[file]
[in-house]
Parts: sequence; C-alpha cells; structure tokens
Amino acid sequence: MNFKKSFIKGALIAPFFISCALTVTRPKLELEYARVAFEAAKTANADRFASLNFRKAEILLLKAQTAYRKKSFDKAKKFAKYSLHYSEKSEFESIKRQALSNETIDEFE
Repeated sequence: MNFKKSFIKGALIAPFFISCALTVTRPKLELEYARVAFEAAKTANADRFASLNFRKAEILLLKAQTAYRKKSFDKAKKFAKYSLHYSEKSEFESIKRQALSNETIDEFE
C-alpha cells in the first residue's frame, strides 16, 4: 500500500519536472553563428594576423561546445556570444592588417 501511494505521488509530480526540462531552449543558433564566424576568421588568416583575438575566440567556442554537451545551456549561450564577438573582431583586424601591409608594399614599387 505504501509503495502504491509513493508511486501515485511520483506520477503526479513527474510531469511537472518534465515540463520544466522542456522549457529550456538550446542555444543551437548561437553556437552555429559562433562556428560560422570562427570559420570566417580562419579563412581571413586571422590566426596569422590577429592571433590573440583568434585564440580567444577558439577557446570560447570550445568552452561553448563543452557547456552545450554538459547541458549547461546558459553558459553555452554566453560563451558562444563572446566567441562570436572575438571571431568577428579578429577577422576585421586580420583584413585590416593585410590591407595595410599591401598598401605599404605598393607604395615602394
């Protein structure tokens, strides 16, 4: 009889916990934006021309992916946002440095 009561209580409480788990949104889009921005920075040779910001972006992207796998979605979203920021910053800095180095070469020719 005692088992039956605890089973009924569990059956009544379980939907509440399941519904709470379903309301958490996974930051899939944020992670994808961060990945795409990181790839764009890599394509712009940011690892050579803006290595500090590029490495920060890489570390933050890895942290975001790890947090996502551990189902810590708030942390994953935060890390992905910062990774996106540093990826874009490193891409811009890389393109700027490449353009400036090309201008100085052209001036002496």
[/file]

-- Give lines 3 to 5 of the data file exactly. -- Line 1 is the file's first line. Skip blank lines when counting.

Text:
Amino acid sequence: MNFKKSFIKGALIAPFFISCALTVTRPKLELEYARVAFEAAKTANADRFASLNFRKAEILLLKAQTAYRKKSFDKAKKFAKYSLHYSEKSEFESIKRQALSNETIDEFE
Repeated sequence: MNFKKSFIKGALIAPFFISCALTVTRPKLELEYARVAFEAAKTANADRFASLNFRKAEILLLKAQTAYRKKSFDKAKKFAKYSLHYSEKSEFESIKRQALSNETIDEFE
C-alpha cells in the first residue's frame, strides 16, 4: 500500500519536472553563428594576423561546445556570444592588417 501511494505521488509530480526540462531552449543558433564566424576568421588568416583575438575566440567556442554537451545551456549561450564577438573582431583586424601591409608594399614599387 505504501509503495502504491509513493508511486501515485511520483506520477503526479513527474510531469511537472518534465515540463520544466522542456522549457529550456538550446542555444543551437548561437553556437552555429559562433562556428560560422570562427570559420570566417580562419579563412581571413586571422590566426596569422590577429592571433590573440583568434585564440580567444577558439577557446570560447570550445568552452561553448563543452557547456552545450554538459547541458549547461546558459553558459553555452554566453560563451558562444563572446566567441562570436572575438571571431568577428579578429577577422576585421586580420583584413585590416593585410590591407595595410599591401598598401605599404605598393607604395615602394